And what doesn’t grow here, as long as you have patience and have found a good piece of land? Apples, pears, plums, corn, wheat, barley, olives and figs, oats, carrots, and beets. But no area smells as sweet as those where they grow oranges, citrons, and lemons. The fine smell wafts over and through the neighborhoods in the regions where they grow, all the way to the traveler or gawker who passes through the wide streets.

Riches pour from the state of California onto its people. Its fields are wide and plentiful and the people of this state appear to be without the worries that people from the East exhibit.

The population here is also very international. The big cities are very colorful. There you can find Chinese men with their long ponytails and Russian Molokans with their long beards. It may be the only place in the United States where they don’t tear at the Chinese man’s long ponytail and leave the Molokan’s long beard alone.

The two largest cities in California, San Francisco and Los Angeles, though they are only twelve hours apart, are completely different in character and in appearance from one another. San Francisco looks like a large international hotel, where people from the whole world come only to spend a night; and Los Angeles looks like a rich uncle’s attractive apartment, with orchards, gardens, flowers, and a lot of dairy production. San Francisco still resounds with the sounds of gold mining, and Los Angeles smells like blossoms, glows with California poppies and blushes red with endless geraniums on the walls of the houses…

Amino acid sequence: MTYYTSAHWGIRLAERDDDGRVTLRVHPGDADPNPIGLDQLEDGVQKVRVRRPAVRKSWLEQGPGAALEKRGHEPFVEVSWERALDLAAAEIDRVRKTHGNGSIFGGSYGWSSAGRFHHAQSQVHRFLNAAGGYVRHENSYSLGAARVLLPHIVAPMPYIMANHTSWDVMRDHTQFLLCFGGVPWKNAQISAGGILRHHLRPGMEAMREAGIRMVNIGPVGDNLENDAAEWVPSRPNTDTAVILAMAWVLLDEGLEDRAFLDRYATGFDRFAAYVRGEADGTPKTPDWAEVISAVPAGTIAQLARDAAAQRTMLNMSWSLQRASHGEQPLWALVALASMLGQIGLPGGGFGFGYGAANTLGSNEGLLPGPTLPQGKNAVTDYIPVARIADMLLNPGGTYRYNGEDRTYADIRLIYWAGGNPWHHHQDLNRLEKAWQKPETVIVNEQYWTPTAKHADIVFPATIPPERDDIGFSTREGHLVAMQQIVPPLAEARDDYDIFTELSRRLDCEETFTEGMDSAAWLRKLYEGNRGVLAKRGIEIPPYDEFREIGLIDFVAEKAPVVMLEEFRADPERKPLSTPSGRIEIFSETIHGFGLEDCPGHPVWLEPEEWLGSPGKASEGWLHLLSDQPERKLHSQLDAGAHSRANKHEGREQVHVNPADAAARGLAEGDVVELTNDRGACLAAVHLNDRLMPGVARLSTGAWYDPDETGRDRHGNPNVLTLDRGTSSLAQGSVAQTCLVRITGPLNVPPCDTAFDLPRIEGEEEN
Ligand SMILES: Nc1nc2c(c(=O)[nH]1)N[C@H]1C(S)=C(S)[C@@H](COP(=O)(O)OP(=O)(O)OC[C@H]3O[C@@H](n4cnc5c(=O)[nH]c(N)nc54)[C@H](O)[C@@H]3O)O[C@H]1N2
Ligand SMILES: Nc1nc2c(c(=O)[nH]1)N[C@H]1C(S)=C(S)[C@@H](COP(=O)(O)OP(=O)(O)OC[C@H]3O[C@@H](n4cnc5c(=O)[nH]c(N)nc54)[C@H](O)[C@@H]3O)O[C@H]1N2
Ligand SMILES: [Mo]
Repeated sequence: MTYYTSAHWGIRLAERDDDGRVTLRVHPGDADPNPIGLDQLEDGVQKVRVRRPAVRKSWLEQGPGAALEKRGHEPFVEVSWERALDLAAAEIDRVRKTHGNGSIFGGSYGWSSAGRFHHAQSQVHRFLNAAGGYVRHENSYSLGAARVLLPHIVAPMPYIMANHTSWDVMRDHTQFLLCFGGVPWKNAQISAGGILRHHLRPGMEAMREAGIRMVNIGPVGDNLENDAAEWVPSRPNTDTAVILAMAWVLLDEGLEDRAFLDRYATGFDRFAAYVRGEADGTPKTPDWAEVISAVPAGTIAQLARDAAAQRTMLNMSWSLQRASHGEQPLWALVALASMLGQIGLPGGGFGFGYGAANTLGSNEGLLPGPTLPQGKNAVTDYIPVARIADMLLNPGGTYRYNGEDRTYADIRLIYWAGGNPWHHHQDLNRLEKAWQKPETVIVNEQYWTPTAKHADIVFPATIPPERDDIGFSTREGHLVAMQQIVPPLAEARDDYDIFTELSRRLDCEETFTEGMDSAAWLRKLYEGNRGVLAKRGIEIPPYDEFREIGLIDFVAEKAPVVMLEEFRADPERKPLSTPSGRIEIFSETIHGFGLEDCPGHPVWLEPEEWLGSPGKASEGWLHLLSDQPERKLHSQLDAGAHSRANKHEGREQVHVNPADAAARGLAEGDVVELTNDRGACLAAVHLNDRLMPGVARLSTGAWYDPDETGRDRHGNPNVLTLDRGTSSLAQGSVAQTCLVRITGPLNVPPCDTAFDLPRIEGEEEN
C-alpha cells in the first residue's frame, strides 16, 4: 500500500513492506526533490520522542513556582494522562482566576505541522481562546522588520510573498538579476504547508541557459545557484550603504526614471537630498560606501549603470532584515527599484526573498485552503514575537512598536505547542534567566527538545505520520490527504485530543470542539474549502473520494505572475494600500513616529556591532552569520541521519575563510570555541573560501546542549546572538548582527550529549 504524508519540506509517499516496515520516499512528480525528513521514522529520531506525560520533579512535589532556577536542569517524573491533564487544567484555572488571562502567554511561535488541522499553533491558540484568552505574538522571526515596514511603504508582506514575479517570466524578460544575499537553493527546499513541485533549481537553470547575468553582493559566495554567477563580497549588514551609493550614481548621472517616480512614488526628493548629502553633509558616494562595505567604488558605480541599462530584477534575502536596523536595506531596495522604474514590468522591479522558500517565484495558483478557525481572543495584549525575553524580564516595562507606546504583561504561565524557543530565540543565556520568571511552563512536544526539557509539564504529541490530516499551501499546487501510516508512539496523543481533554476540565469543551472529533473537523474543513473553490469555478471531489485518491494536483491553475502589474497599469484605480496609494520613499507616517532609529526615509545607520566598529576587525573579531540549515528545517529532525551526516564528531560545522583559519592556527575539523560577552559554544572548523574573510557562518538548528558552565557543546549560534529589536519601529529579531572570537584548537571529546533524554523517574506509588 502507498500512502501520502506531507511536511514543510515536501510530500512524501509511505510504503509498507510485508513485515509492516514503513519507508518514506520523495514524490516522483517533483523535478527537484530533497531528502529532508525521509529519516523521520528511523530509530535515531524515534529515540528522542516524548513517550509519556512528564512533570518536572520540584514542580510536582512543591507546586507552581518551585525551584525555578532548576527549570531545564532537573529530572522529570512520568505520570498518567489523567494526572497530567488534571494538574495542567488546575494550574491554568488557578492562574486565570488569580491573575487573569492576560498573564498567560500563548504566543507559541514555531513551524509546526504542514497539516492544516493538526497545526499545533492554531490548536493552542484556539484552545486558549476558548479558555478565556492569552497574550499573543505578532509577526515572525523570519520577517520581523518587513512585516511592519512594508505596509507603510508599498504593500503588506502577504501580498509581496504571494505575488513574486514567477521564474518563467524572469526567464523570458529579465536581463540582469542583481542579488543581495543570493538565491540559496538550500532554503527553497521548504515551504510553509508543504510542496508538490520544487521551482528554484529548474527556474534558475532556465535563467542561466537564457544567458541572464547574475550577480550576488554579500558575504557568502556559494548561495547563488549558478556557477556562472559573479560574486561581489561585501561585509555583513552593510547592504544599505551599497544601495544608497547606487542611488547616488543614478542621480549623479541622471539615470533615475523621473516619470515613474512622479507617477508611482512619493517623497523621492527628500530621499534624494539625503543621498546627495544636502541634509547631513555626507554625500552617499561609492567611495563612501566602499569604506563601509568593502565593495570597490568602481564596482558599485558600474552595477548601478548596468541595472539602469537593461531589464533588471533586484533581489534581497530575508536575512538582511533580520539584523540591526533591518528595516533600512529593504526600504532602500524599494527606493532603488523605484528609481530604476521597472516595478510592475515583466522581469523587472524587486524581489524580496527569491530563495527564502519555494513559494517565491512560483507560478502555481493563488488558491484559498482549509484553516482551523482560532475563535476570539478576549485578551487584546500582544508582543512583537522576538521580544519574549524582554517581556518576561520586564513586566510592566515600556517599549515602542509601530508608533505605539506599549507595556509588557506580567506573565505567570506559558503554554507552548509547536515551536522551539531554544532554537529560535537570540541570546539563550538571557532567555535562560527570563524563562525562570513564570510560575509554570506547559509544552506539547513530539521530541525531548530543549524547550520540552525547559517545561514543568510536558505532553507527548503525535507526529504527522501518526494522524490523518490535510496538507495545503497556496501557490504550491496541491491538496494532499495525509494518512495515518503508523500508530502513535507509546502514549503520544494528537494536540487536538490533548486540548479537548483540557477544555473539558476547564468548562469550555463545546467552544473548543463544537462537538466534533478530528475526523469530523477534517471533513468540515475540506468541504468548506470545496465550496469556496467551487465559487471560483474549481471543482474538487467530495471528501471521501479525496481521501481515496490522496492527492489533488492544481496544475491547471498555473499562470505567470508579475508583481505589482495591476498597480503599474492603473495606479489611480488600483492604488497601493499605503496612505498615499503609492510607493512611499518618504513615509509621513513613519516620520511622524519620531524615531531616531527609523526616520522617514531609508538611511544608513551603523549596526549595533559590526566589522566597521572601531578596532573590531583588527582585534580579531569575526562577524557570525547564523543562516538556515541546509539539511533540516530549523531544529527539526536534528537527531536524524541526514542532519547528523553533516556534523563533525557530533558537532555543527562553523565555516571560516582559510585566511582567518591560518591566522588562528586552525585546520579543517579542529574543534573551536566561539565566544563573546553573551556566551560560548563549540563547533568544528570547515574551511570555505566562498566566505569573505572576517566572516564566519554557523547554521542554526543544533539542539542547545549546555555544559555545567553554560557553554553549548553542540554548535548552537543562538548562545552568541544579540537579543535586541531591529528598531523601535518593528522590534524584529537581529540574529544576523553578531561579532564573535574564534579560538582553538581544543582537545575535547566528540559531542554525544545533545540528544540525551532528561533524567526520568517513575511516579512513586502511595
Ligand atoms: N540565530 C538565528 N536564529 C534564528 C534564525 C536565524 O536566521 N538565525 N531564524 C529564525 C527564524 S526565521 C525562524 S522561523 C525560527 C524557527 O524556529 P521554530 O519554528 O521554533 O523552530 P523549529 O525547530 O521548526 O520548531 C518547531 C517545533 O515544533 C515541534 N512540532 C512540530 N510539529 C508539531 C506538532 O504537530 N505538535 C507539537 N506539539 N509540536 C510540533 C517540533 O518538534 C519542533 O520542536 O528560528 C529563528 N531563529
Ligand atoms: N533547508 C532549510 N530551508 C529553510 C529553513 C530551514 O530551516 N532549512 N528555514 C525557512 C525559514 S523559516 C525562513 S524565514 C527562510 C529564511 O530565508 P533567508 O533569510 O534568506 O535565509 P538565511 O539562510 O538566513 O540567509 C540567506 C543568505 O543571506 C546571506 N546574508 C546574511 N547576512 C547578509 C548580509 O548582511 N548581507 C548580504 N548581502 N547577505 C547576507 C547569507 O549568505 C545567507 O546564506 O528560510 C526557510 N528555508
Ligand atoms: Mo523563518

But here in this bountiful strip of land on the western edge of this country, something else, aside from fruit and food, also grows - something not very pleasant. There is a growing fear among the people of this country, who cannot free themselves of hatred inspired by racism.

As you stand at the shores of the calm sea, watching as the waves come to the shore and wash away the sand, it seems as though the same waves must break in the same way on the other side of the sea, on the shores of the faraway East where the children of the yellow races live. Members of these races are treated here as strangers and especially here in California there is a desire among natives to drive these people away. You can feel how the spirit of jealousy, hatred and even perhaps the spirit of war drift on the surface of the water that washes between the two continents.

If it weren’t for the Japanese, California would certainly not look as bountiful. California would certainly not produce such beautiful fruit. They led the way in making this land productive. And yet, even today they are still not allowed to own land. It is worth noting that sixty-five years ago the United States was the one who used their battleships to force Japan to open itself up for trade with foreign countries other than Holland, which up until that time was the only country that had the right to cross its shore. America prevailed, and perhaps it is America’s fault that this opened up a Pandora’s box: Japan now has become capable of European-style warfare, and it has begun to produce extremely cheap merchandise for the whole world to consume. And nevertheless it is Japan and China that are subject to ‘exception’ laws [in America.]